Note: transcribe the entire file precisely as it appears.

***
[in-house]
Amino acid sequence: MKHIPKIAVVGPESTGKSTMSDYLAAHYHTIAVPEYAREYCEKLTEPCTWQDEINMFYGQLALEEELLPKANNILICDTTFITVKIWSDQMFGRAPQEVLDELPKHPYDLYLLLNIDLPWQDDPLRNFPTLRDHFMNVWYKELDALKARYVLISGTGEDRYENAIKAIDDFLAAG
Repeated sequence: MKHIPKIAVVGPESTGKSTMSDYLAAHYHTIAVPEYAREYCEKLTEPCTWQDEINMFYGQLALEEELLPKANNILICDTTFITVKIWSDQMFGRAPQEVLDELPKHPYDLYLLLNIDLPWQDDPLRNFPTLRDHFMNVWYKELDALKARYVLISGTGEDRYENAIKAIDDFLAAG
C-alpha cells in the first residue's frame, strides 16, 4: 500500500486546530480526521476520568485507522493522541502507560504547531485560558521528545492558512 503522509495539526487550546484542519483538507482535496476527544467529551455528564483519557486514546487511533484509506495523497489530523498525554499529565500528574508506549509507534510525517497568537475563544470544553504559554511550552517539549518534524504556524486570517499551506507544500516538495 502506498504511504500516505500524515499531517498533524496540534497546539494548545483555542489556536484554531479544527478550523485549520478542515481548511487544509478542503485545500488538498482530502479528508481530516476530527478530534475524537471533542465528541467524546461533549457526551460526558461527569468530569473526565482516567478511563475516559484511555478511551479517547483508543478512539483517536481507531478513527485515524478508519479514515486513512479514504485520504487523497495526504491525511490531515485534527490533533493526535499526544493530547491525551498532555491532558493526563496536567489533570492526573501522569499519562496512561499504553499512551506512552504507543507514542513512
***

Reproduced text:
[in-house]
Amino acid sequence: MKHIPKIAVVGPESTGKSTMSDYLAAHYHTIAVPEYAREYCEKLTEPCTWQDEINMFYGQLALEEELLPKANNILICDTTFITVKIWSDQMFGRAPQEVLDELPKHPYDLYLLLNIDLPWQDDPLRNFPTLRDHFMNVWYKELDALKARYVLISGTGEDRYENAIKAIDDFLAAG
Repeated sequence: MKHIPKIAVVGPESTGKSTMSDYLAAHYHTIAVPEYAREYCEKLTEPCTWQDEINMFYGQLALEEELLPKANNILICDTTFITVKIWSDQMFGRAPQEVLDELPKHPYDLYLLLNIDLPWQDDPLRNFPTLRDHFMNVWYKELDALKARYVLISGTGEDRYENAIKAIDDFLAAG
C-alpha cells in the first residue's frame, strides 16, 4: 500500500486546530480526521476520568485507522493522541502507560504547531485560558521528545492558512 503522509495539526487550546484542519483538507482535496476527544467529551455528564483519557486514546487511533484509506495523497489530523498525554499529565500528574508506549509507534510525517497568537475563544470544553504559554511550552517539549518534524504556524486570517499551506507544500516538495 502506498504511504500516505500524515499531517498533524496540534497546539494548545483555542489556536484554531479544527478550523485549520478542515481548511487544509478542503485545500488538498482530502479528508481530516476530527478530534475524537471533542465528541467524546461533549457526551460526558461527569468530569473526565482516567478511563475516559484511555478511551479517547483508543478512539483517536481507531478513527485515524478508519479514515486513512479514504485520504487523497495526504491525511490531515485534527490533533493526535499526544493530547491525551498532555491532558493526563496536567489533570492526573501522569499519562496512561499504553499512551506512552504507543507514542513512